View Full Version : Is There Actually a Good Movie Player?

July 8th, 2005, 13:35
ive been looking around a few places and tried out a few media players ive tested many and only found one that works (DCMedia Player) but still the audio lags on this one and it doesnt play wmv's that well can someone tell me where to get a good working media player to play .Mpg's and .Wmv's please


July 9th, 2005, 02:50
Have you tried DCDivx yet?
I havent tried wmvs but im sure it plays .avi's with no sound or video lag

July 11th, 2005, 12:09
Of course none of them play WMVs. Microsoft never released the specifications to anyone, so how exactly do you expect anyone else to be able to implement a WMV decoder?

Decoders for WMV7 and WMV8 exist, but they're pretty much useless, because nobody uses them.

As for problems with MPEG files... Usually that's because the file is badly encoded (remember that it's running off a CD, not a hard drive - synchronisation problems will occur if the file isn't encoded properly), or it's simply too much for the Dreamcast to handle. It only has a 200MHz CPU, remember. That's enough for a 320x240 MPEG-1 video (which is actually what commercial games use), but anything significantly more than that is really asking for trouble.

July 12th, 2005, 22:32
well dcmedia player plays most wmv's

July 18th, 2005, 18:37
I like GypPlay, uDCDivX & DCDivX. Also DCPlaya is a fantastic media player, but I am not sure if it got DivX support yet.

August 29th, 2005, 12:37
DCDivx + Virtualdub + Xvid binary + lame = win

Download DCDivx, burn to disk.

Download Virtualdub (http://www.virtualdub.org/) install it.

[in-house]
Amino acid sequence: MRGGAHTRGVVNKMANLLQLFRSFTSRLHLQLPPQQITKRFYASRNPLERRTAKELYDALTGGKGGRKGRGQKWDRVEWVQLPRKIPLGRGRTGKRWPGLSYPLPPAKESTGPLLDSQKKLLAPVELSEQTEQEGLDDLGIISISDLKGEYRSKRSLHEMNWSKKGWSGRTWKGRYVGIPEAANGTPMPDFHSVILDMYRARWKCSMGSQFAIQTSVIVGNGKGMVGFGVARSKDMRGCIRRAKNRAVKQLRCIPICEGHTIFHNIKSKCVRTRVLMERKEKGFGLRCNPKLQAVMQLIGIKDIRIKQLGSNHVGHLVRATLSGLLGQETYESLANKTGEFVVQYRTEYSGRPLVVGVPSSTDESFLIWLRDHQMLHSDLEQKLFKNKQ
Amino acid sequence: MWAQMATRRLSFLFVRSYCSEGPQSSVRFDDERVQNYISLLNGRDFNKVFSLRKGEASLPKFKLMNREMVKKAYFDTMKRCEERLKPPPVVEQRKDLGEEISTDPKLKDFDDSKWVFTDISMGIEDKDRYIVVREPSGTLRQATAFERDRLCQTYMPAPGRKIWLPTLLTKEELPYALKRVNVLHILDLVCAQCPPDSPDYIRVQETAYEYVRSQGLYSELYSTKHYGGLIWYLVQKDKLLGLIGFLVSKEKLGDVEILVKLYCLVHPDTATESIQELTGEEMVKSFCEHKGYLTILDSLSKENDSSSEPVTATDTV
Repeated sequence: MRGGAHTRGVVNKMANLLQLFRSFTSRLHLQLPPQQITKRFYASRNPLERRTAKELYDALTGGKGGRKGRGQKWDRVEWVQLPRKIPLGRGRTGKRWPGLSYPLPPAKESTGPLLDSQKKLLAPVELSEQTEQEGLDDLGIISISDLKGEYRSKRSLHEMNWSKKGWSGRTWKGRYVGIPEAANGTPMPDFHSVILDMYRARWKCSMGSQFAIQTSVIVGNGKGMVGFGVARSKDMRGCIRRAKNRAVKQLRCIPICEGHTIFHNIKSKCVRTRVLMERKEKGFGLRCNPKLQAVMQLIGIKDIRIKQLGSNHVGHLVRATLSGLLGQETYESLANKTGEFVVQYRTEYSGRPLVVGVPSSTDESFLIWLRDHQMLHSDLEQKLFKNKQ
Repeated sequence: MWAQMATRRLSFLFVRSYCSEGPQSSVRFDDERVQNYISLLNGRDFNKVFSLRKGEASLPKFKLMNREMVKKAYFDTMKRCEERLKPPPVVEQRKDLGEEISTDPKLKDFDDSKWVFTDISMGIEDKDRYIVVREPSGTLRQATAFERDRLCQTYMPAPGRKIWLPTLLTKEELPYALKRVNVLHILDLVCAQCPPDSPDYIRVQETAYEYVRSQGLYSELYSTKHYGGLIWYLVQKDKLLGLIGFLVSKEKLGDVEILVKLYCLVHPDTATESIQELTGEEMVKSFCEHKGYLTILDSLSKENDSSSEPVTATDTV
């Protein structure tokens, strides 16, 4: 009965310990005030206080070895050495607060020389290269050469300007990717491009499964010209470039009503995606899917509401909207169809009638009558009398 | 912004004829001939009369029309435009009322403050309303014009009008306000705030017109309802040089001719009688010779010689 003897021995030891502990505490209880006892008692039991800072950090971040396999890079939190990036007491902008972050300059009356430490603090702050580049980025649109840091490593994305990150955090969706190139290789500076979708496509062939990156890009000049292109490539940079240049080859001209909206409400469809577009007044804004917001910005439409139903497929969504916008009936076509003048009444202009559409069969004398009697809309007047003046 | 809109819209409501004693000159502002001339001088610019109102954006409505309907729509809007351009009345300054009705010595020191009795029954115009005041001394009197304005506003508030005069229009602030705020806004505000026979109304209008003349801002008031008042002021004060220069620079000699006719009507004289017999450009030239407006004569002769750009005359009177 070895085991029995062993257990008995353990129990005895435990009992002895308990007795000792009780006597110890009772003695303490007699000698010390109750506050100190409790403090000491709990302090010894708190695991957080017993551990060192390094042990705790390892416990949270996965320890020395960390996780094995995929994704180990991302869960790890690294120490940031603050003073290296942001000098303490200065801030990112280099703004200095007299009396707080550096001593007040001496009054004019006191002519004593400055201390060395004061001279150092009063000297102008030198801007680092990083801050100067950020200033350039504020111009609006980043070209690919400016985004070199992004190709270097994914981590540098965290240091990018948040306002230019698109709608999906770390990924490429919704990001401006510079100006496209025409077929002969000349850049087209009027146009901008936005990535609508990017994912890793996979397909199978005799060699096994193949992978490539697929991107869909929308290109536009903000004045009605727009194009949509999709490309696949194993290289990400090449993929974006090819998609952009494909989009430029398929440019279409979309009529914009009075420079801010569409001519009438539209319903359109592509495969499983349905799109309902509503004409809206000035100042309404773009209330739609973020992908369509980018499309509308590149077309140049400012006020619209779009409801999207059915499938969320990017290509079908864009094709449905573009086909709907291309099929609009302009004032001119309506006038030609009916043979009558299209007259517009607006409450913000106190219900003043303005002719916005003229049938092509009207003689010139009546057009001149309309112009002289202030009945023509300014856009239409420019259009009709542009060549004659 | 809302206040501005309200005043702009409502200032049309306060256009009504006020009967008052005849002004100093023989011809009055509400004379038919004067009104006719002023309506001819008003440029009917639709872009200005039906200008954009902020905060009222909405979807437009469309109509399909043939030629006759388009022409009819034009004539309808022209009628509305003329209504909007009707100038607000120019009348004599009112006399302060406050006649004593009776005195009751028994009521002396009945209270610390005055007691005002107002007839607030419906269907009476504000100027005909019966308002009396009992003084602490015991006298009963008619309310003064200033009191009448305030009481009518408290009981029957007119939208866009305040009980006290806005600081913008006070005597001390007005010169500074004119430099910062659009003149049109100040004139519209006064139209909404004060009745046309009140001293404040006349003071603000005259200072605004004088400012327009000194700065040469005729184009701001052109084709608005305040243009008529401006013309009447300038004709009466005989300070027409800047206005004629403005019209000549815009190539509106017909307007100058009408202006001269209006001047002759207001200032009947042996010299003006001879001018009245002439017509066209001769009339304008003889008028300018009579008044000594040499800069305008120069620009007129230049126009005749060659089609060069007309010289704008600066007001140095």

Google the 1.4c version if you want to use .wmv (more on this later) and .asf files.

Download Xvid I suggest Keopi's (http://www.koepi.org/) binary cause its SUPERIOR, install that too.

Download LAME (http://lame.sourceforge.net/) cause its the dogs danglies for making MP3's, install that too.

Download whatever.avi you want.

MEDIA and the DREAMCAST (ie: Prequisite knowledge)
The Dreamcasts GD-Rom has a max speed of 12x resulting in a theoretical peak rate of 1,800kbps.
Its Super-h processor runs at only 200mhz. (not that thats comparable to an x86 CISC speed anyway but i might as well bandwaggon)

So you want to keep audio+video bitrate below that (bear in mind theres also error correction/misc data that eats up bytes on a disk too) if you can get your settings to 1024kbps then your on to a winner.

Now that your able to work around the limitations of the filestream the next thing to take into consideration is the raw power of the system.
Cpu's dont generaly like high resoloutions or framerates.

A stream can be divided into 2 components, resoloution and framerate.
Resoloution = the ammount of calculations rendered per frame.
Framerate = how many times per second it has to render each frame.
Low resoloution = blocky
Low framerate = stuttery
The same is also true of rates that are too high for a processor to deal with, sure each frame will look awsome but when you get a new one every 15 mins it defeats the purpose.
320x240 @25fps (pal) or 29.97(Ntsc) is doable, depending on how much is going on per scene makes a difference too, Anime for instance has a lot of frames the same and not too much motion to render so you can crank the values up some.
something with Vin Diesel however where s**t asplodes and theres stuff everywhere moving pretty fast... well you gotta downtune the encode to deal with that kind of stuff.